Behavior science courses should be gaining prominence in business school curricula. Recent theoretical work convincingly shows why behavioral factors such as organizational culture and employee relations are among the few remaining sources of sustainable competitive advantage in modern organizations. Furthermore, empirical evidence demonstrates clear linkages between human resource (HR) practices based in the behavioral sciences and various aspects of a firm's financial success. Additionally, some of the world's most successful organizations have made unique HR practices a core element of their overall business strategies.

Yet the behavior sciences are struggling for credibility in many business schools. Surveys show that business students often regard behavioral studies as peripheral to the mainstream business curriculum. This perception can be explained by the fact that business students, hoping to increase their attractiveness to prospective employers, are highly sensitive to business norms and practices, and current business practices have generally been moving away from an emphasis on understanding human behavior and toward more mechanistic organizational models. Furthermore, the status of HR professionals within organizations tends to be lower than that of other executives.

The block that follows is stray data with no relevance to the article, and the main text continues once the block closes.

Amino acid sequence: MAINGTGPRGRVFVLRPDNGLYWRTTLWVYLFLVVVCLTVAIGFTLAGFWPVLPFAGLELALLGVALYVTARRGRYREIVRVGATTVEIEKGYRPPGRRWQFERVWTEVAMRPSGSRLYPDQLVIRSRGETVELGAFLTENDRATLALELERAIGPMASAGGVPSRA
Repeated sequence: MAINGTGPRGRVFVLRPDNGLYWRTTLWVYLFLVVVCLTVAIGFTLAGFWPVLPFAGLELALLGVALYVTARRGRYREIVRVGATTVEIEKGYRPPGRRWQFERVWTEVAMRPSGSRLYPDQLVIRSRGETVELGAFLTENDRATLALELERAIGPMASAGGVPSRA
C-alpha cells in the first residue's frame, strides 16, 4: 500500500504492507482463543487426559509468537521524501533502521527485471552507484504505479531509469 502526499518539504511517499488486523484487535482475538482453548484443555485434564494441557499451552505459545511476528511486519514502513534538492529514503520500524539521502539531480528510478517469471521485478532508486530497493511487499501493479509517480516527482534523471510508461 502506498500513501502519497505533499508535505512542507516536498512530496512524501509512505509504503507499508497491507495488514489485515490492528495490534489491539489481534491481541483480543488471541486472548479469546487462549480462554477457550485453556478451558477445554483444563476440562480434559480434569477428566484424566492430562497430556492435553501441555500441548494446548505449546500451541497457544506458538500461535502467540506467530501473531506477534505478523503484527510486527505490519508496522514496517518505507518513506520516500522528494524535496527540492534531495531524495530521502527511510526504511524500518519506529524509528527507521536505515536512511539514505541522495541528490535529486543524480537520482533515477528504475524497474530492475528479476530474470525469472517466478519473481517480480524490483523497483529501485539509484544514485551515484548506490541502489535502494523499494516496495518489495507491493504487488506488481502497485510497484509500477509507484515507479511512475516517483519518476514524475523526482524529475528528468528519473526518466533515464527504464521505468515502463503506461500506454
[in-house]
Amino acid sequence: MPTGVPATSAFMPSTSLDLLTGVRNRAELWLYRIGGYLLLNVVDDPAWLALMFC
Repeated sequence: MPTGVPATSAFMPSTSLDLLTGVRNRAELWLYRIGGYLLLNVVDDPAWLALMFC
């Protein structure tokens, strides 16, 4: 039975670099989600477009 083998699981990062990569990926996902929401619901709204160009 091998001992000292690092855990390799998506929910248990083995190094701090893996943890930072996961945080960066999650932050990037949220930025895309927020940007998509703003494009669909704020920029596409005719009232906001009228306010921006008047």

Students' perceptions would matter less if business schools were not increasingly dependent on external funding—form legislatures, businesses, and private foundations— for survival. Concerned with their institutions' ability to attract funding, administrators are increasingly targeting low-enrollment courses and degree programs for elimination.

The author of the passage suggests which of the following about HR professionals in business organizations?

They are generally skeptical about the value of mechanistic organizational models.

Their work increasingly relies on an understanding of human behavior.

Their work generally has little effect on the financial performance of those organizations.

Their status relative to other business executives affects the attitude of business school students toward the behavioral sciences.

Their practices are unaffected by the relative prominence of the behavioral sciences within business schools.


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